There are, of course, things I need to be careful of when using ArtResin. The ArtResin doesn’t stick well to straight oil pastel either, so a layer of some kind of clear coat is essential. As with any resin you have to be mindful of hairs, dust and dirt getting caught in the mix. It’s not toxic but also not great for sensitive skin, so gloves and attention are important while working with the liquids. It has a long “open” time, so you have to protect the resin while it sets (in an apartment with cats, this can be tricky). You also remove little bubbles in the resin by torching it with a creme brulee torch, which can feel a little intense, especially if your studio space is also your living space.
Overall though, ArtResin gives me a freedom to do things with my artwork that aren’t feasible any other way. I’ve already used it on my artwork, especially smaller pieces that would be annoying to glaze, on a glittery phone case (no one wants stray glitter around, bonded glitter only!), and am planning on using it on serving trays, coasters, tabletops, cups and more. While selling my work, I have found that people who feel leery about spending a lot of money on a framed traditional artwork are sometimes much more willing to buy something that’s both artistic and functional (like a tray, or furniture, or a jewelry box), so this gives me the freedom to expand what I have for sale.
It really opens so many doors and puts so many possibilities within reach. I can't wait to see all the new uses people will find for ArtResin, and how I'll push my art further using it in the future!
Originally written for Merion Art's blog
“Cashiers”, “sales staff”, “register guy”, “The Lady at the Counter”- we go by many names. We are art materials retailers, and we are your point of contact during your shopping experience. When you’ve been working in the Art Retail business for awhile, you begin to see trends in questions you’re asked, problems you need to solve, and issues you encounter over and over. Despite this, one of the things I hear most frequently is “NOTHANKS!JUSTLOOKING!” in response to “Can I help you with anything?”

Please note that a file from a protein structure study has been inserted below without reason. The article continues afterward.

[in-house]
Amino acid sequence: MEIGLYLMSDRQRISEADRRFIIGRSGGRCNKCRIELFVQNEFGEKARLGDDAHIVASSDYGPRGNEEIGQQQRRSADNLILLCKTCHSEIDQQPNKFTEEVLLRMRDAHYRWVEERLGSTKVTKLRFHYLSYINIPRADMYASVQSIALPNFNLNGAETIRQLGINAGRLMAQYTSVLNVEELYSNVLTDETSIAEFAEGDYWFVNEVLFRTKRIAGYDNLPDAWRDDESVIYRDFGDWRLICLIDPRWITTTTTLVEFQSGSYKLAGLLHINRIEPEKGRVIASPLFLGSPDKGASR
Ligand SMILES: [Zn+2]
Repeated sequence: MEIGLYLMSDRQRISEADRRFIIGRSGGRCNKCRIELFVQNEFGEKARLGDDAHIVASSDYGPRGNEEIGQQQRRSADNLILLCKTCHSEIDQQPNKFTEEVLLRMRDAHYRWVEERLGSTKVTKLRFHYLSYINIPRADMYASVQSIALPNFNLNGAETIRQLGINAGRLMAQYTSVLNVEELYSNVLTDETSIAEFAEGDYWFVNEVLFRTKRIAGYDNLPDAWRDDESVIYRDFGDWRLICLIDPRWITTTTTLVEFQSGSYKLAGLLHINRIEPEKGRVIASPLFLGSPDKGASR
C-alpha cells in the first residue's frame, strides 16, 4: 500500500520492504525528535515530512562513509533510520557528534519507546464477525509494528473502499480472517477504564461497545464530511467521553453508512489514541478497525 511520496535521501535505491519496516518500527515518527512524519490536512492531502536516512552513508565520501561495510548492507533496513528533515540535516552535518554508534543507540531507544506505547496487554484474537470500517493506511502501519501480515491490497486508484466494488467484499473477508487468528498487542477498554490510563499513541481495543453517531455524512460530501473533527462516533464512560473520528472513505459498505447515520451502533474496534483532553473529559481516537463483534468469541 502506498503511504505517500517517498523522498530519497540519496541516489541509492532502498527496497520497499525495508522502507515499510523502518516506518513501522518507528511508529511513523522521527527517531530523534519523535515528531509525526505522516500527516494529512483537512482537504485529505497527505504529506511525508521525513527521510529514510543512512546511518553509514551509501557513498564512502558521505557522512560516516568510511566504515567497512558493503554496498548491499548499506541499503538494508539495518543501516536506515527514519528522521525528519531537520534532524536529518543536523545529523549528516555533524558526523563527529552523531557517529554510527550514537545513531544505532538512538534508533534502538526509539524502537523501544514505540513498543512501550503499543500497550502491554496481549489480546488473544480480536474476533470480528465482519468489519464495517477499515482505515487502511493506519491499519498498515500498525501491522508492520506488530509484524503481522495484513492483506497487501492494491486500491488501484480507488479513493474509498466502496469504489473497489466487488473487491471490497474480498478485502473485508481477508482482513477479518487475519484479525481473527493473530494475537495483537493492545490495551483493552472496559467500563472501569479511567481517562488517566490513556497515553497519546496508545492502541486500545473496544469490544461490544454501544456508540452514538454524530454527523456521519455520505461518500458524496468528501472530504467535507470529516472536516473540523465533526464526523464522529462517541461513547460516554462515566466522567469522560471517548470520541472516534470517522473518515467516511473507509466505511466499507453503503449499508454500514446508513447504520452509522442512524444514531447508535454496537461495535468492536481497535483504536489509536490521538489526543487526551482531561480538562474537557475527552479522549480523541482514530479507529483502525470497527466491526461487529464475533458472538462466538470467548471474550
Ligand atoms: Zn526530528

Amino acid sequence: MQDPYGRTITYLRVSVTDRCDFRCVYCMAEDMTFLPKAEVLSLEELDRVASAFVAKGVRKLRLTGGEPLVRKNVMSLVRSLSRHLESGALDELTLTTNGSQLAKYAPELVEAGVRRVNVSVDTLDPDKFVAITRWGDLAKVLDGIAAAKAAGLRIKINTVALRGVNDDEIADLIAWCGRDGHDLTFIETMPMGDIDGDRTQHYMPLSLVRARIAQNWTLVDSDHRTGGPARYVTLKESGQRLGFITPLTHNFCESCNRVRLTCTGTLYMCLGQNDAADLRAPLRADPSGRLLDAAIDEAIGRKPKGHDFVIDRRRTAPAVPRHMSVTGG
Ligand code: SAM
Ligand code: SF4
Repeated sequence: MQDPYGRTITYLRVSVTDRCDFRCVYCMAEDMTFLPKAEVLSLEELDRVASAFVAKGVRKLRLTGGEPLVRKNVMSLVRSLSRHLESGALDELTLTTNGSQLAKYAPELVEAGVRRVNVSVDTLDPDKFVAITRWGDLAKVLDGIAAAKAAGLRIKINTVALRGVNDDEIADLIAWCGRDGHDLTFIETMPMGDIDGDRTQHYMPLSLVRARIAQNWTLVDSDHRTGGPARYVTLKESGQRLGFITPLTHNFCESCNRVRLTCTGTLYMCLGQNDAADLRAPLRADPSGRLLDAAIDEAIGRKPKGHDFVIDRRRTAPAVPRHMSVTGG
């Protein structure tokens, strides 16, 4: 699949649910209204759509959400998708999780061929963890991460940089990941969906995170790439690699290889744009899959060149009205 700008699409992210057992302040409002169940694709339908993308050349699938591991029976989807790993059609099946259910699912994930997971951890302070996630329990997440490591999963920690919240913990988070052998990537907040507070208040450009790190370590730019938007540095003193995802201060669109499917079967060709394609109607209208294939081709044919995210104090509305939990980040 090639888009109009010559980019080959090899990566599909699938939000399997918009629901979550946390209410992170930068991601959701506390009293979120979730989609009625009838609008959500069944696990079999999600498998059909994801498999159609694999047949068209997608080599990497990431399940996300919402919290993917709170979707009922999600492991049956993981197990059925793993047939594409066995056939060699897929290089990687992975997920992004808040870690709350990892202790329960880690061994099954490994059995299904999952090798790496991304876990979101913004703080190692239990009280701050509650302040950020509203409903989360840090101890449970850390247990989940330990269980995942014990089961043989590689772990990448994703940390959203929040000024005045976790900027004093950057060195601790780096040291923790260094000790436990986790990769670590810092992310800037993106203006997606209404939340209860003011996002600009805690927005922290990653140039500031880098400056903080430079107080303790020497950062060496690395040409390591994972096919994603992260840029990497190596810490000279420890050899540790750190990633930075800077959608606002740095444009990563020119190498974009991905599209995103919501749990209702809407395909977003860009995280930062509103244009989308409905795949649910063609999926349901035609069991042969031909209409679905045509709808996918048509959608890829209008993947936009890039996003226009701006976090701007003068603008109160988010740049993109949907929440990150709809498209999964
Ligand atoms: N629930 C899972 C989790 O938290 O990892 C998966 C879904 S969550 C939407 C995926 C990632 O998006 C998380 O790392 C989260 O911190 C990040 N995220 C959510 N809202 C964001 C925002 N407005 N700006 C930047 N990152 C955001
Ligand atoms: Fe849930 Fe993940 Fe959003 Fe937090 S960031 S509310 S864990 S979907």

While I understand the impulse to avoid overzealous salespeople, as someone on the other side of the counter, I want to explain why you should chat with the cashier. Aside from the obvious facts that 1) it’s our job to ask customers if they need help, and 2) the sales floor staff know where all the things live, there are plenty of reasons why it’s a good idea not to tune out the sales staff at your local art store. In art as in many other aspects of life, communication is key. Here are four reasons why talking to your art materials professionals is a really good plan.
(Originally published as a blog post for Merion Art)
Like many people, I was first introduced to oil pastels in elementary school art class, in the form of CrayPas. As an adult, I can still count the number of oil pastel artists I’ve met on one hand. When I show my artwork, people often have a hard time identifying the medium, and when I tell them, they’re still surprised. Often, they’ll say: “Oil pastels? I’ve thought about trying those, but aren’t they really hard to use?” or “Oil Pastels? Aren’t those only for kids?” If I had a dollar for every time I’ve answered those questions, I’d have a lucrative silly-response side-hustle going.
Oil pastels are easy to use, and they’re not just for kids. Yes, there’s a learning curve- a drawing done in oil pastel usually needs a little development to look good, and that can scare people away. But there are huge benefits to using oil pastels. Oil pastels are cheap, easy to clean, easy to transport, easy to control, and perfect for artists of all ages and skill levels. Their particular composition and versatility allows for amazing effects, gorgeous textures, subtle gradients, and luminous saturated color.